“The government can reasonably restrict the number of people living in a facility, whether or not the government can restrict it by relations or not related is a very difficult question,” said UC Irvine Clinical Professor of Law Robert Solomon. “We are in a changing environment where that is less likely to be accepted than it has been in the past. So, the notion of marriage as a reasonable standard on which government can base its policies is disappearing and will continue to disappear.”
According to Solomon, the government should only restrict zoning to size, structure, safety and reasonable occupancy by number rather than determining what constitutes people who live there.
To combat housing insecurity among students from the University of California, Irvine, the Associated Students UCI (ASUCI) Housing Security Commission was formed three years ago.
“When the city proposed the boarding house ordinance, our commission was outraged at how clearly targeted it was towards students. In efforts to prevent the ordinance from passing, our commission attempted to educate both students and city council members as to how the ordinance would affect students,” said ASUCI Housing Security Commissioner Adriana Mejia.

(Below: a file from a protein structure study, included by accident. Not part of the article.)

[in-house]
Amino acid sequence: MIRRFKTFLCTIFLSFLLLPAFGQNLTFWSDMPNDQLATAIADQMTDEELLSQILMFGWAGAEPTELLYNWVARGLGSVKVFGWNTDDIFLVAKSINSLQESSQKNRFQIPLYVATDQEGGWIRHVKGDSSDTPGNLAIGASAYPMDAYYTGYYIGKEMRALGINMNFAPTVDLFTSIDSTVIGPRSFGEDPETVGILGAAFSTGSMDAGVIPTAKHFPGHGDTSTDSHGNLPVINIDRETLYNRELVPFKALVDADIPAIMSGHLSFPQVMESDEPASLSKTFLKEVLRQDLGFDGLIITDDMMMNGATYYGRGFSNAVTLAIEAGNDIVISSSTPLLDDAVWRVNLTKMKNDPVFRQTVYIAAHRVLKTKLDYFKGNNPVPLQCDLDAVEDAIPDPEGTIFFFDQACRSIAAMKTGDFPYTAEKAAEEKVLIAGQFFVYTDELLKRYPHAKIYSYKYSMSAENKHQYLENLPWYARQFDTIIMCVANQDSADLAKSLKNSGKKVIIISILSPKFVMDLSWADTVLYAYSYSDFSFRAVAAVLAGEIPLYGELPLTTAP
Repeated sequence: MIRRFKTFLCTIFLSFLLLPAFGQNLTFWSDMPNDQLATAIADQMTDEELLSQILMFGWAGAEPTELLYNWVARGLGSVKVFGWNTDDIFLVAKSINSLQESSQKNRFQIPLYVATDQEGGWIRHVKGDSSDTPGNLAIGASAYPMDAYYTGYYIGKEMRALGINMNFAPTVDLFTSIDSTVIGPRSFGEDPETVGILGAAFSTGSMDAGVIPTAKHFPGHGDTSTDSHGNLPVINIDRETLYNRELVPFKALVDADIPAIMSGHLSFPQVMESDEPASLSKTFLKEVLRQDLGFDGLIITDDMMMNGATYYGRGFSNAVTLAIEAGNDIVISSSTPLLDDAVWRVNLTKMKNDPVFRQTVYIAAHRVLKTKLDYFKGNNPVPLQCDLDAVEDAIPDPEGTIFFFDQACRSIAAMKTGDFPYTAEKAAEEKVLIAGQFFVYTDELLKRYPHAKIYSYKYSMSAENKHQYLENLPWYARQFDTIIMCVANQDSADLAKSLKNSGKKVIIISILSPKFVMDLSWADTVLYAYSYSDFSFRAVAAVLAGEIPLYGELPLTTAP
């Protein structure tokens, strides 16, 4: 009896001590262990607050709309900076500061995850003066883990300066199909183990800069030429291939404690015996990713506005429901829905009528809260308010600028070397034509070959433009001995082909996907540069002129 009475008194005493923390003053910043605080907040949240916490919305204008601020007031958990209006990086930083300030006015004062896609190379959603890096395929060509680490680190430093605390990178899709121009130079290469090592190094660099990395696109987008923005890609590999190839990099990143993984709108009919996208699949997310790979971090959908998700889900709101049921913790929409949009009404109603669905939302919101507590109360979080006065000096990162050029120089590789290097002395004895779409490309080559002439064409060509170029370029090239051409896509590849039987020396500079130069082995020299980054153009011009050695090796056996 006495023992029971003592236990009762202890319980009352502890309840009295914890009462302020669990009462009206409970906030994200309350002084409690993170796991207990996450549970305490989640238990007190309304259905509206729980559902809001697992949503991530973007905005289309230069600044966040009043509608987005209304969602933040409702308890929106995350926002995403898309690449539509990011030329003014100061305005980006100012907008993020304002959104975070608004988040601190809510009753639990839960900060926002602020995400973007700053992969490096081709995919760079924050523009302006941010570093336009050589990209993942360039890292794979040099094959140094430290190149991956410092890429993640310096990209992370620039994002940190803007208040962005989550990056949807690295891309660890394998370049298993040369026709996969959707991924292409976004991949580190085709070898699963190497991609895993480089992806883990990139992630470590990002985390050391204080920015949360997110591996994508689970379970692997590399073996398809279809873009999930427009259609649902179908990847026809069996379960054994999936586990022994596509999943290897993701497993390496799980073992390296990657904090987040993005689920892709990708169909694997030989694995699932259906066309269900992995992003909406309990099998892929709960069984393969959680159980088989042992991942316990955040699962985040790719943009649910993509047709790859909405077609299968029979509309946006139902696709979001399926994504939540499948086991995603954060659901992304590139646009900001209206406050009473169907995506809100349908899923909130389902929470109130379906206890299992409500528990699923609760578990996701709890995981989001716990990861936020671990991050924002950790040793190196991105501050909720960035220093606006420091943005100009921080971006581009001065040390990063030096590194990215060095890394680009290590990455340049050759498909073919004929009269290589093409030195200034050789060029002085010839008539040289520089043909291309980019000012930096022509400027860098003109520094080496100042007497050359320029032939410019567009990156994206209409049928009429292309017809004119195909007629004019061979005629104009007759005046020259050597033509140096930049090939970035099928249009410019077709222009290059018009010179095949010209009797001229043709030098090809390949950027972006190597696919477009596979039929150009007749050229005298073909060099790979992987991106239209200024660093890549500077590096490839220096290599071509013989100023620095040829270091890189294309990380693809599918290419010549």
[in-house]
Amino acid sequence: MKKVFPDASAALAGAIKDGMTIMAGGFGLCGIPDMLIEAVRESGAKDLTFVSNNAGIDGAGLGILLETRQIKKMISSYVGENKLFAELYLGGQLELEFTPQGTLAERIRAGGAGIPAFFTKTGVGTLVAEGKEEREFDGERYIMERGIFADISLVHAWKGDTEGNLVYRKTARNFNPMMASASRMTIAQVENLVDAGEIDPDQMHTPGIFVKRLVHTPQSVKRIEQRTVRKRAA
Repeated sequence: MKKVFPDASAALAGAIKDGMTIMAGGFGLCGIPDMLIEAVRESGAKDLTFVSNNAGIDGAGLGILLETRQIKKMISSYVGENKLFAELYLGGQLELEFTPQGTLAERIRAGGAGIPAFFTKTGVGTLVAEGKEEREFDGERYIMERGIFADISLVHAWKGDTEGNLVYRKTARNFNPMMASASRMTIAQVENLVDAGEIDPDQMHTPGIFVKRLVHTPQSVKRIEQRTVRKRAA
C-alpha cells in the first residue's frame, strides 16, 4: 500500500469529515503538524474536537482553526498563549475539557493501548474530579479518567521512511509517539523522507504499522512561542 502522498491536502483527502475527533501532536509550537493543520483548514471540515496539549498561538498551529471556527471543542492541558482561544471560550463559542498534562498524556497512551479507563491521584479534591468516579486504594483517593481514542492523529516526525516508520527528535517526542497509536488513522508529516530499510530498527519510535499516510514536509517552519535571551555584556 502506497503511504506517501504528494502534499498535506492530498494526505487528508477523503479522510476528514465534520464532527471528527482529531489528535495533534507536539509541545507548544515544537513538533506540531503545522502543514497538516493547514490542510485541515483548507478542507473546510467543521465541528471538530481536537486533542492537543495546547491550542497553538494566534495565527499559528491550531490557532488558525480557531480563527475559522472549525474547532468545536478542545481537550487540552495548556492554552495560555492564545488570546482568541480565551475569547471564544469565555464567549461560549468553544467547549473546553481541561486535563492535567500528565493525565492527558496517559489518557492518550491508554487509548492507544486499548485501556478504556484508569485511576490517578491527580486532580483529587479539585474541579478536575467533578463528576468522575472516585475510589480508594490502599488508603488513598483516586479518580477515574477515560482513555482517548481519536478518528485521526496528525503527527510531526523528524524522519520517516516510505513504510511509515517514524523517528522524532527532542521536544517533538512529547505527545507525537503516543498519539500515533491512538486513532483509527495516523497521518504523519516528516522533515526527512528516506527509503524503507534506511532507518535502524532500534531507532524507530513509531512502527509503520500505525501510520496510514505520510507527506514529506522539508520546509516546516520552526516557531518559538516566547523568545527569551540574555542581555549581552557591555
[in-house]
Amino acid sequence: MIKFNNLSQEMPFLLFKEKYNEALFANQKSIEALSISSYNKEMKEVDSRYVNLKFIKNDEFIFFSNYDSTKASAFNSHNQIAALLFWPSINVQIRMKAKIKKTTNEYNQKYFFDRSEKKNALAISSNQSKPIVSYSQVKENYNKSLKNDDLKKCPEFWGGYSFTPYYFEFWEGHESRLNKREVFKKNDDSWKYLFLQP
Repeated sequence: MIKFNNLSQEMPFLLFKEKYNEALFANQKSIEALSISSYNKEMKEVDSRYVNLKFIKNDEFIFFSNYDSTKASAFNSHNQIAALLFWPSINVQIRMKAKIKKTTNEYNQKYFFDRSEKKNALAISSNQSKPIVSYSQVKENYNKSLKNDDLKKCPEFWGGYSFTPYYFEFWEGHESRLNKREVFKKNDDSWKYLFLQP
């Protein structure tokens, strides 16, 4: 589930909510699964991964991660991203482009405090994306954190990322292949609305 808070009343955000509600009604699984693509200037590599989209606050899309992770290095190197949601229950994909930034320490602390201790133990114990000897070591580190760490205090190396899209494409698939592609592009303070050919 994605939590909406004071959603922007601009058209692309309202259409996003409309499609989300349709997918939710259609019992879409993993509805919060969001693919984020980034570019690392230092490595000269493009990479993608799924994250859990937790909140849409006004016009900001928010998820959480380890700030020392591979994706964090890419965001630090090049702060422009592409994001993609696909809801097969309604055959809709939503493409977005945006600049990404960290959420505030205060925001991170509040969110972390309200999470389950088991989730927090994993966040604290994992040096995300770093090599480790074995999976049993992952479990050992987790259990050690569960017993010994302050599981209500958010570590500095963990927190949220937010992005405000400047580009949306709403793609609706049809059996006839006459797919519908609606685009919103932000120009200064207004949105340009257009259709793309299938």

Representing the student population, the ASUCI Housing Security Commission set out to City Hall on March 12 to vocalize their opposition. They also sought local news sources like the Los Angeles Times to bring more publicity and support to the ongoing issue.
All but one of the four city council members voted in favor of the ordinance on March 12. The reasoning behind this was that many residents were upset about the overflowing trash cans and crowded parking lots.
Along with the student boarding house crackdown, there is also a lack of resident participation in the regional crisis of homelessness in Orange County.
Earlier this year, Irvine, among four other Orange County cities, was sued for the mistreatment of homeless people and the lack of shelters in the city. Irvine has been historically bad at combating homelessness and insecurity.
“We could just call it racism or ‘not in my backyard’ or anti-poverty. So, it is true that a lot of people come to Irvine because they have an image of the schools and the housing and they don’t want an economically diverse community,” Professor Solomon said.